'Favela' a solo show by Jonathan Darby

11 Mar 2011 – 1 Apr 2011

Event times

12 - 6pm

Cost of entry


Signal Gallery

London, United Kingdom


Travel Information

  • Old Street, Liverpool Street, Moorgate
  • Old Street, Liverpool Street, Moorgate

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'Favela' Jonathan Darby solo show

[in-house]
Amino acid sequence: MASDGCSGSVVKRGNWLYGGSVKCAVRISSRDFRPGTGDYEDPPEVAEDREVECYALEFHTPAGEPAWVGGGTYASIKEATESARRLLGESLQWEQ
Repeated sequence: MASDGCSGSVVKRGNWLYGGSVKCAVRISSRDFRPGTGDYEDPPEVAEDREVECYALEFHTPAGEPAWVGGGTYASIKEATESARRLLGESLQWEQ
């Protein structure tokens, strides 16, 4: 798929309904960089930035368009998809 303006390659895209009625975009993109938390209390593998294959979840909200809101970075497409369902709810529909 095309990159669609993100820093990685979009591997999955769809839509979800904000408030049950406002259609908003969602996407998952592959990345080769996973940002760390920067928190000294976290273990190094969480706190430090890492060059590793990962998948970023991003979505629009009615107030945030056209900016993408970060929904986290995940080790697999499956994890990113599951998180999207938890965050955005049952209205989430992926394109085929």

Since the day we first saw Jonathan's work in 2008 we have been amazed at how much it has blossomed and how many people have responded positively to his distinct and developing style. Since then several shows at Signal and exhibitions in Los Angeles, San Francisco and Denver have confirmed his international appeal. Jonathan has achieved that rare thing of combining socio-political subject matter, with a real sense of beauty and truth. Despite the evils in the world he depicts, you come away from a Darby piece feeling refreshed. Jonathan second solo show ‘Favela' at Signal will take him deeper into the areas of concern he has touched on so successfully before. Concentrating on the favelas (slums) in the big cities of Brazil, Jonathan became acutely aware of the overwhelming social problems facing these communities. The favelas have been abandoned by national and local government and have been taken over by drug dealers and their gangs. A culture of lawlessness and violence exists unchecked, creating a level of poverty that gives Brazil the dubious accolade of nurturing the biggest gap between rich and poor in the world. Some of the most vulnerable victims of this sorry state of affairs are the countless number of street children orphaned or abandoned by their parents. Jonathan's show focuses on them and their plight. The show will be supported by the charity CARF (Children At Risk Foundation) that was founded by Englishman Gregory J Smith. Giving up a lucrative business career Smith set up and ran a home for street children called The Hummingford Project in Sao Paolo. Also a passionate photographer he has brilliantly documented this entire experience. Many of Jonathan's works for the show will use these photographs as source material, creating a direct link to the abandoned children of the favelas. Some of the proceeds of the show will donated to CARF. Jonathan's work for the show is moving away from the more obvious use of logos. Instead, he will be using a range of more subtle artistic means to achieve his artistic goals. He has also spent time collecting together wooden objects to paint on, so that many of the works will have a more organic feel to them than his works on canvas. His aim in the show will be to create a unique experience combining paintings with atmospheric installations. This will be Jonathan's most ambitious body of work to date, exploring an important issue using a wide range of materials and techniques. The show should establish him as one of the most important young artists on the scene.

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